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On April 27, 2017, a bipartisan group of senators introduced the Marketplace Fairness Act of 2017 (MFA). Similar legislation was introduced in both 2013 and 2015 and failed to be enacted both times. If enacted, the legislation would authorize states meeting certain requirements to require remote sellers that do not meet a "small seller exception" to collect their state and local sales and use taxes. The small seller exception is set again at $1 million of remote sales annually. The only other significant change from the 2015 version is a prohibition of making the effective date during the 4th quarter of the calendar year. For information on the previous versions of the bill, visit Senate Introduces Marketplace Fairness Act of 2015.  


On April 27, 2017, a bipartisan group of lawmakers introduced the Remote Transactions Parity Act (RTPA) of 2017. Similar legislation was introduced in 2015 but failed to be enacted. Like the MFA, the legislation would also create sales and use tax collection obligations for remote sellers, but has some differences and additional provisions. Some key differences from the Marketplace Fairness Act include a different definition of a small seller.  The RTPA has a phased in threshold starting at $10million in year one, then $5million, then $1million.  In year 4, there is no threshold.  In addition to the monetary thresholds, any seller that sells on an electronic marketplace is considered a small seller.  A difference from the 2015 version of the bill is an inclusion of a definition of remote seller which specifies when a company is NOT a remote seller which includes physical presences for more than 15 days in a state, leasing or owning real property and using an agent to establish or maintain the market in a state if the agent does not perform business services in the state for any other person during the taxable year.  For more information on the Remote Transaction Parity Act of 2015, visit House Introduces Remote Transactions Parity Act of 2015. (Marketplace Fairness Act of 2017, Remote Transactions Parity Act of 2017)


Virginia Governor Terry McAuliffe signed the biennial budget bill which contains retail sales and use tax provisions regarding accelerated sales tax payments and dealer discounts. Any dealer or direct payment permit holder with taxable sales and purchases of $1 million or more for a 12-month period beginning July 1 and ending June 30 of the immediately preceding calendar year is required to make a payment equal to 90% of the sales and use tax liability for the previous June. The payment must be made on or before June 30th if payment is made by electronic funds transfer (EFT). Payment must be made on or before June 25th if payment is made by means other than EFT. Beginning with the tax payment that would be remitted on or before June 25, 2018 (if payments are made by other than EFT) or by June 30, 2018 (if payments are made by EFT), the accelerated sales tax payment provisions will apply only to those dealers or permit holders with taxable sales and purchases of $25 million or greater for the 12-month period beginning July 1 and ending June 30 of the immediately preceding calendar year.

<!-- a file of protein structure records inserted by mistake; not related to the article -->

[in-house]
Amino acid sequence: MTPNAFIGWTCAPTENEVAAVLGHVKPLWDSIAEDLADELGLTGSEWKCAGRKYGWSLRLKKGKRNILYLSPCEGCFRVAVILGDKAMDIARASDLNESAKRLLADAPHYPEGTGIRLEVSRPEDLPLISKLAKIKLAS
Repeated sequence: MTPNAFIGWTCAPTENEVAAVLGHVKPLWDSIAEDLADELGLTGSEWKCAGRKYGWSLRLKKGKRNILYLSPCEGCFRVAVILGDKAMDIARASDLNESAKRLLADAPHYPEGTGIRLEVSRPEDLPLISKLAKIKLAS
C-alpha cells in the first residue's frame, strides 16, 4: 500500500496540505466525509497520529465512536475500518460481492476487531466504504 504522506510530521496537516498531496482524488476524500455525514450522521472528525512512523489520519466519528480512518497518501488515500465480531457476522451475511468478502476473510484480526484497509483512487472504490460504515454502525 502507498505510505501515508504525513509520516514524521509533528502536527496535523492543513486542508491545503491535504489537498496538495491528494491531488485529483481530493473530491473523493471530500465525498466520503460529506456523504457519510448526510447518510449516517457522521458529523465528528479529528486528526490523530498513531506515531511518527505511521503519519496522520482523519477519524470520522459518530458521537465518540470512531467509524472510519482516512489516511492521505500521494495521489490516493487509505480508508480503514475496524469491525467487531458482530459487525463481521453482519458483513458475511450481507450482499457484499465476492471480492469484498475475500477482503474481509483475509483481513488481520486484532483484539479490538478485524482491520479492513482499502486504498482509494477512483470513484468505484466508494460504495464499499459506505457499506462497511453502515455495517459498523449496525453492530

Beginning with the return for June 2010 that is due July 2010, dealer discounts will not be available to any dealer required to remit retail sales and use tax by EFT. The compensation available to all other dealers will be limited to the following percentages of the first 3% of the sales and use tax levied:


  • 1.6% for monthly taxable sales of $0 to $62,500
  • 1.2% for monthly taxable sales of $62,501 to $208,000
  • 0.8% for monthly taxable sales of $208,001 and greater


Also beginning with the June 2010 return that is due July 2010, the bill suspends provisions that allow compensation to retailers liable for the tire recycling fee, the communications sales and use tax, the tobacco products tax, and the tax for enhanced E-911 service. Beginning with the return for June 2011, due July 2011, the compensation allowed for the tobacco products tax under Va. Code §58.1-1021.03 is reinstated. (Ch. 780 (H.B. 30), Laws 2016, effective July 1, 2016, except as noted)